[aprssig] Misunderstandings about P25
bruninga at usna.edu
Tue Aug 19 10:51:34 EDT 2008
> but if we had to write a program to decode the psk31
> varicode and pass that received data to a serial port...
> Many psk31 programs are public source code,
> so we are free to modify them to decode any format
> we dream up.
So if the code is already there, and the varicode is already
there then that hard part is all already done. And if using
varicode is more efficient, or at most, no more than say 10%
inefficient, then that has to be weighted against the value of
being 100% compatible with and able to troubleshoot with
existing PSK31. It's a tradeoff that has to be considered.
Going off and re-inventing a totally new, totally unique binary
system that can only be docoded and displayed by totally new
unique firmware only to save 10% is not something that shold be
just blindly adopted without assessing the tradeoffs.
> Thing is, I can't see where any number (ie 0) would be more
> common than another number (ie 7,8 or 9).
In DDMM.mmmN/DDDMM.mmmW there are 17 bytes. Here are the ones
that are not 7 8 or 9:
So XDXM.mmmX/XDDXM.mmmX or more than 25% do not use 78 or 9.
> our callsigns are statistically spread out.
Yes, and using lower case letters, then the varicode average is
6 bits per letter which is the same as straight binary.
> The only exeption I can see in this is...
> that most people live 28 <55 latitude and
> prioritize the characters which comprise
> those latitudes.
Yes, which is exactly what I propose..
Notice I have added a third decimal point in the LAT/LONG to
give 6 foot precision Of course this would be transmitted
without the decimal points and the / for a total of
34344443344344443 bits which adds up to 62 bits using varicode
compared to the 48 bits of straight binary. I don't see that
saving 14 bits is worth completely ambandonig full compatibility
with all existing PSK-31. Plus most of these 14 bits can be
saved when other fixed fields are not used. Remember that a "0"
as we will use it in varicode only takes 2 bits, instead of
straight binary of four. SO packet formats that have unused
fields will actually save many bits compared to fixed binary...
Ill have to put togetther the whole plan so you can see.
> In this suggested system, what do we do about specifying an
> icon? symbol table? We have really only two symbol tables,
> so that only takes one bit anywhere in the packet... a spare
> bit somewhere.
No, the symbol table can contain up to 38 values. Because that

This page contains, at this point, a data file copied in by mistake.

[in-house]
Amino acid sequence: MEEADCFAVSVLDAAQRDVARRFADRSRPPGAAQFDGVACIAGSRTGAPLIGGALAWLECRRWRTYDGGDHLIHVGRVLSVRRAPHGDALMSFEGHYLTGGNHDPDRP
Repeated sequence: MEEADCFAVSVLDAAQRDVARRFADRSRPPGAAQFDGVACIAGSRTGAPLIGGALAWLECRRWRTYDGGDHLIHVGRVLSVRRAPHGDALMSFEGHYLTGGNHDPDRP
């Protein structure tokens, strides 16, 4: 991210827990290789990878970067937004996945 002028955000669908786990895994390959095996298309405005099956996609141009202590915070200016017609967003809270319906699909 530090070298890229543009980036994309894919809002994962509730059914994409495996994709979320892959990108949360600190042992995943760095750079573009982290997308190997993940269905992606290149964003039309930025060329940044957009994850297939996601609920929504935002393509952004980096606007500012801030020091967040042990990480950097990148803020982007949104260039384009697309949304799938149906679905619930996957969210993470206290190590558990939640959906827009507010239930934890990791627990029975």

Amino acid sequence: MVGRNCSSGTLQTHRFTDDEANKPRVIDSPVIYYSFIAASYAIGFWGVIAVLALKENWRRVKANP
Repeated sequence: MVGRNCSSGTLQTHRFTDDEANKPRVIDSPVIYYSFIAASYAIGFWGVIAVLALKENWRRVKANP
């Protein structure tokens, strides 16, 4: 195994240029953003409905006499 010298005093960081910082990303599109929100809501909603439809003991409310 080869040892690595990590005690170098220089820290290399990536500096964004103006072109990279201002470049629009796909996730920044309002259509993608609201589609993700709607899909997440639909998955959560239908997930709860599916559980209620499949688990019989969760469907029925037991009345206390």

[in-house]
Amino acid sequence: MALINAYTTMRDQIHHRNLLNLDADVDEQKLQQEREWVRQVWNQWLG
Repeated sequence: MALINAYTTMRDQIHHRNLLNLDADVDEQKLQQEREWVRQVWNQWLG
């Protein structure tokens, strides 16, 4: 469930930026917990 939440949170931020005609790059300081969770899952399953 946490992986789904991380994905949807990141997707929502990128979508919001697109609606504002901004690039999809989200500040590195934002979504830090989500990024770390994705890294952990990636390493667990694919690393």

is where overlays are transmitted. So that takes 6 bits.
> I'd like to say we could pack callsigns into smaller
> spaces.... using 6 bits for example.
Yes, varicode alredy does that.
> Do we want to use the log method of representing speed as
> used in mic-e? or a simple linear scale to keep it easy for
> hte pic programers?
I propose the standard APRS format of CSE/SPD which only goes to
999 MPh or KPH, but it encodes into only 12 bits or so each for
CSE and SPD and maintains full familiarity with existing PSK-31
> We also need to come up with some sort of check digit at the
> end of the packet.
> I think with this format, we can forget status texts.
No way. That is where Frequency, altitude and other useful
information reside. They should all be allowed, just like in
normal APRS. There is no reason to put any limits on this
format, or we will regret it later when every radio does it...
> We _really_ need to make this format as easy as we can for
> the pic processor modems to encode. We accomodate anything
> we dream up with a PC or basic.... but the pic processors are
> another story.
That is why simple fixed-field format that then is turned over
to the PSK-31 varicode processor is simple and clean. Done.
Not re-inventing a new wheel.
Again, Im not hard over on this, but it must be considered
against all tradeoff's.
Besides, it would also nail down a universal standard for APRS
over PSK-31 in the first place.
> On Mon, Aug 18, 2008 at 6:11 PM, Robert Bruninga
> <bruninga at usna.edu> wrote:
> > I'd also like to second Scott's comment about
> > ... varicode is great for written text...
> > LOUSY for callsigns and numbers.
> My proposal was to use fixed fields. Numeric fields
such as the
> LAT/LONG/CSE/SPD fields would use the 10 most used lower
> letters to equal 0-9 so that the average is just 4 bits
> digit when sent as varicode.
> Agree completely that straight varicoding would be dumb.
> the conversion for those fixed numeric fields to optimum
> shortened varicode symbols:
> 0 = e bits 2
> 1 = t bits 3
> 2 = n bits 3
> So any unused fields with "0" only take 2 bits and are
> than binary. And the longest (5 bit letters) are used
> which statistically do not occur in almost 20% of all of
> LAT/LONG fields. The result can be as short or shorter
> fixed field binary. And we have the advantage that